Wine and meat: when can white also be paired?

pubblicato 26-01-2024

Wine and meat: when can white also be paired?

Pairing white wine with meat can be a challenge, but definitely one we can win! When it comes to pairing white wine with meat, two major criteria always come into play: the type of meat and/or the cooking method. The structure and intensity of meat vary depending on the type, and a well-selected glass of white wine can complement its aromatic profile. White wine often proves to be the ideal choice when the menu features white meats like chicken or turkey.

Let’s make some examples: if meats are seasoned with spices, such as chicken curry, nutmeg, or intense aromatic herbs, the perfect pairing is with fruity white wines. These wines, with their citrus notes, can complement poultry recipes with a decisive yet balanced flavor. For classic preparations like roast chicken, baked guinea fowl, and even stuffed turkey, rosé wines are a suitable choice. They can define the rustic flavor of the dish and provide a pleasant bitterness that contrasts with the sweetness of the white meat. In other words, exactly what you’re looking for!

Whether the animal is roasted, sautéed, or grilled, white wines can significantly elevate the flavor of white meats, accentuating their natural characteristics. These meats are delicate in terms of taste and tenderness, qualities that white wines, especially when used in grilling, can enhance. For a delightful dining experience with such meats, opt for light or medium-bodied white wines.

This was the easy level! But what about red meat? Red meats are often known for their body and succulence, making them perfect companions for full-bodied red wines with robust tannins.

However, lean cuts of meat like pork loin pair wonderfully with velvety and soft white wines. These white wines complement the delicacy of the meat, especially when prepared in the oven, without overpowering its flavor. On the other hand, cuts from younger cattle, such as veal, boast tenderness and can be enjoyed with either white or red wine, depending on their preparation and cooking.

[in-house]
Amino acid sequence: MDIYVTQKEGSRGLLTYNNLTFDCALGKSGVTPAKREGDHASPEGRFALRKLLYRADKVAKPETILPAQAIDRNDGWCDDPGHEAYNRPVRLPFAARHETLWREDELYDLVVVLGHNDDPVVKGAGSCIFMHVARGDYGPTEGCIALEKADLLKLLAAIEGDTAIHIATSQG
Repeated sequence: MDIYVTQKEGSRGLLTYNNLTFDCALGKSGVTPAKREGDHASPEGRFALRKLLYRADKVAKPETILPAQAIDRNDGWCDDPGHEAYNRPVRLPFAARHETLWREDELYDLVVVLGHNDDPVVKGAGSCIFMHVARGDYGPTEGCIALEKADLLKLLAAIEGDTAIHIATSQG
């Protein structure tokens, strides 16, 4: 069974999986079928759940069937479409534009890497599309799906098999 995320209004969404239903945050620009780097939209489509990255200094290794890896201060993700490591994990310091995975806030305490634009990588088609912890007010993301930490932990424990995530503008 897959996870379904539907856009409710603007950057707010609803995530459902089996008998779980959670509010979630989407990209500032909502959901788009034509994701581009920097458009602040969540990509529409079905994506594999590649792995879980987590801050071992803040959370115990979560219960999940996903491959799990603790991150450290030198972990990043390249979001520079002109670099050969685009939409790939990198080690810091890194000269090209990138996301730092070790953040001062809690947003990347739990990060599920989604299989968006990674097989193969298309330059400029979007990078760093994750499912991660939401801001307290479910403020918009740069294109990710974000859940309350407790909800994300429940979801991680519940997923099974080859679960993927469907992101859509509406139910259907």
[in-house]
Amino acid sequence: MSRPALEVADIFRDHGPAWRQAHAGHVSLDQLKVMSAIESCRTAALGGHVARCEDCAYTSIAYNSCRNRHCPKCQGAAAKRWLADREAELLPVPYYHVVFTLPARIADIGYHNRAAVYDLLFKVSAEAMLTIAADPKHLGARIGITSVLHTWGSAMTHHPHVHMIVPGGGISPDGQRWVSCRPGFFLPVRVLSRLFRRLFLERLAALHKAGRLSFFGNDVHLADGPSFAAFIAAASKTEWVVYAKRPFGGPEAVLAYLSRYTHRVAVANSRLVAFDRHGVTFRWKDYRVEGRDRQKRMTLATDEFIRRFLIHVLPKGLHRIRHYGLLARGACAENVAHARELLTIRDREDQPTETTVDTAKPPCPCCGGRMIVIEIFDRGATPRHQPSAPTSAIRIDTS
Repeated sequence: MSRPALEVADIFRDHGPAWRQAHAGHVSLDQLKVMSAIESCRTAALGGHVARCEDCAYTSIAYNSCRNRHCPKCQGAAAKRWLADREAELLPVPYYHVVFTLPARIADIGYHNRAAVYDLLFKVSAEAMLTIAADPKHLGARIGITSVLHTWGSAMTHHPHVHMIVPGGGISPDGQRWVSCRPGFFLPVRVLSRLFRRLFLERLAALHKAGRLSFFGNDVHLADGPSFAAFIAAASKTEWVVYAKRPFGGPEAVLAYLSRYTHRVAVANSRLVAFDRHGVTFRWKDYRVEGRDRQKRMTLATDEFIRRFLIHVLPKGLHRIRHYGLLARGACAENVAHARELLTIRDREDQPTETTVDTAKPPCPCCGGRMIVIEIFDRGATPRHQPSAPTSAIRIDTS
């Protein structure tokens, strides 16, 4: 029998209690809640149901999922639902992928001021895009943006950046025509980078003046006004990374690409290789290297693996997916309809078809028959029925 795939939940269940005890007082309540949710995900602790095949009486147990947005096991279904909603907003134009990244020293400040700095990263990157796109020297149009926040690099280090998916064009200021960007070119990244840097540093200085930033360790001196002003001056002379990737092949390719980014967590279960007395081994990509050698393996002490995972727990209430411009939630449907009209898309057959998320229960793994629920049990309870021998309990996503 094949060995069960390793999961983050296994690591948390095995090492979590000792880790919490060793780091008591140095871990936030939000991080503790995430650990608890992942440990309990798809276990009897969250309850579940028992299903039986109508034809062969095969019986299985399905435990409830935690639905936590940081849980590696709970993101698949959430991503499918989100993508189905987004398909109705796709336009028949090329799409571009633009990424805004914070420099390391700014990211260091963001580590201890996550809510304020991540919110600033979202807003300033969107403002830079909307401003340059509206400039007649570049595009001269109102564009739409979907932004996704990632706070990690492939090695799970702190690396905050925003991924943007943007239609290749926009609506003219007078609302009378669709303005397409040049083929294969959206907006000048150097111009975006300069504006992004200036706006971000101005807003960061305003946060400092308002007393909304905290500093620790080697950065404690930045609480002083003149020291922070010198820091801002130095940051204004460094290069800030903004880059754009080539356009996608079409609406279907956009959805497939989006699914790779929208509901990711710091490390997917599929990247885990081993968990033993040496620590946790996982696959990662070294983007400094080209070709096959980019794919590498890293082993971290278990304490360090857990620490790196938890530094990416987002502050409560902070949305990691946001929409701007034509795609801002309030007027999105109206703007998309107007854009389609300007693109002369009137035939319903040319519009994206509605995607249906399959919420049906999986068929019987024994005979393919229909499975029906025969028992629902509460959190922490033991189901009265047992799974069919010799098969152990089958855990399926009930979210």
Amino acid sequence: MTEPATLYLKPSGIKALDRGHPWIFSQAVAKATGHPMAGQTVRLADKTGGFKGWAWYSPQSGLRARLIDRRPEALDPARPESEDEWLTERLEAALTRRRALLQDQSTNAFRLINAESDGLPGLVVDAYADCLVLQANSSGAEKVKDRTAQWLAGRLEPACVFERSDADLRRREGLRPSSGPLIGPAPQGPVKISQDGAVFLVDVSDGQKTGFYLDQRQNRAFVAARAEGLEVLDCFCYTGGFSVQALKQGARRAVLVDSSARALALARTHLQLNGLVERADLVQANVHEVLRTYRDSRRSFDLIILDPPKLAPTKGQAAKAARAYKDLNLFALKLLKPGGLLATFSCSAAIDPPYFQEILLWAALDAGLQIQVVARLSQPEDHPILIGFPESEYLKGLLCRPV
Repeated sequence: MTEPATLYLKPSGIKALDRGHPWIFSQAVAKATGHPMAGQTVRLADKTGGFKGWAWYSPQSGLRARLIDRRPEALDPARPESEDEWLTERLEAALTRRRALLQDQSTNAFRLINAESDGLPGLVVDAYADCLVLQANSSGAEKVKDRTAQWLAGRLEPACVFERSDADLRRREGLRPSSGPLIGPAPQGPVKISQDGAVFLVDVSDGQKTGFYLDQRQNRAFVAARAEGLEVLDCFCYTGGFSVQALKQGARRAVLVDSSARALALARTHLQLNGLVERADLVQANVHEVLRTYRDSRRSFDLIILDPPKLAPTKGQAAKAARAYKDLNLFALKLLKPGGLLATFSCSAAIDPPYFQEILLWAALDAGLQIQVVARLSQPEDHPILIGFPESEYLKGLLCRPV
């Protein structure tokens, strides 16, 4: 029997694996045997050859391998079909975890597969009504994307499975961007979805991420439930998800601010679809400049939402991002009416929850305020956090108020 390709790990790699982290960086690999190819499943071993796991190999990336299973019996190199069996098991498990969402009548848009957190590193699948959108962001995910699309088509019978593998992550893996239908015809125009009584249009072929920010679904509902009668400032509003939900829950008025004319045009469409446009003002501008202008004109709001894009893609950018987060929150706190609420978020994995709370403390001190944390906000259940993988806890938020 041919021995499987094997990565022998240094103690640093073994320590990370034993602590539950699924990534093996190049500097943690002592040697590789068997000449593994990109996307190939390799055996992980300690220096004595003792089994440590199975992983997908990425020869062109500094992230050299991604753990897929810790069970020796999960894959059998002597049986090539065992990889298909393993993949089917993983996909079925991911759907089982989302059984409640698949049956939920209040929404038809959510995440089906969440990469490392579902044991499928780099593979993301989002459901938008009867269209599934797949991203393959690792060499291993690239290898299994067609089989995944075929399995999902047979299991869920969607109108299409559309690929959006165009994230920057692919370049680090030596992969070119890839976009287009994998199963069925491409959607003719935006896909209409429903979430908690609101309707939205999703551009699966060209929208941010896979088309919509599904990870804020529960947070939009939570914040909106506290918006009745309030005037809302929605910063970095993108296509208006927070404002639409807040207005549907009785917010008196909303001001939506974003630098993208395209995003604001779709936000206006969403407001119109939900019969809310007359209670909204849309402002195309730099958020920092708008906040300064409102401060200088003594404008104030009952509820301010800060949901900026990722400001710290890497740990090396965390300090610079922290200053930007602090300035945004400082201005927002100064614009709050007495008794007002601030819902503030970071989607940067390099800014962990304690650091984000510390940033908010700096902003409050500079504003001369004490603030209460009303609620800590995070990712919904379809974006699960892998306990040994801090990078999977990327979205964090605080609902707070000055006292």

Conversely, beef and mature cattle offer less tender meat that doesn't typically pair well with white wines. When it comes to game, opting for wines with a robust body and extended aging is advisable. White wine also makes an excellent accompaniment for a charcuterie platter, as it can enhance the variety of flavors present, from sweet and smoky to spicy and savory.

There is one bottle that immediately comes into mind when talking about white wines that could go well with meat: and that bottle is Vermentino. When discussing Vermentino, Sardinia is often the first region that comes to mind. However, it's essential to note that Vermentino is a grape variety found in many parts of Italy, including Liguria, Tuscany, Corsica, and even Spain.

Vermentino exhibits remarkable versatility on the dining table. It effortlessly pairs with complex dishes due to its robust structure and adapts well to white meat. This white wine is characterized by its color, full-bodied nature, high alcohol content, and the scent of the Mediterranean scrub. On the palate, Vermentino usually offers a fairly complex aromatic profile, complemented by a pleasing persistence. In premium examples, floral notes are present, along with excellent nuances of white and yellow flowers

Here at Carpineto we offer our own Vermentino Valcolomba 2022: This Vermentino, deeply imbued with a 'Mediterranean' style and origin, is crafted on our estate near the Maremma coastline. Vermentino Valcolomba at Carpineto is a lively wine, characterized by pronounced acidity, minerality, and savoriness, intricately connected to the terroir, featuring good persistence and marked pleasantness. The grapes are meticulously hand-harvested, destemmed, selected, and gently pressed to initiate a brief cold maceration with the skins, extracting distinctive aromas. After the must has settled, a slow fermentation at low temperatures commences with indigenous yeasts in stainless steel tanks, where it matures for just over six months before bottling. The bouquet reveals floral hints of wildflowers and fragrances reminiscent of the Mediterranean scrub. On the palate, a distinct acidity and savory herbaceous notes (evoking the vine's name origin, 'vermena,' meaning twig or blade of grass) elevate the freshness and balance of the white pulp fruit, complemented by the softness that this decidedly dry wine still imparts.

In conclusion, we can state that savory, spicy, flavorful meat dishes often find companionship with red wines, although they can also harmonize well with white wines, contingent on the cooking technique. But in essence, the method of cooking the meat significantly influences the wine selection: the more intricate the preparation, the more robust the wine should be.

For instance, grilled meat imparts a distinctive succulence, necessitating a red wine with pronounced tannins, adept at imparting a palate-cleansing effect. But as we have just seen, this indication can be easily overruled! So don’t worry and explore your own way into the world of the white wine and meat pairings.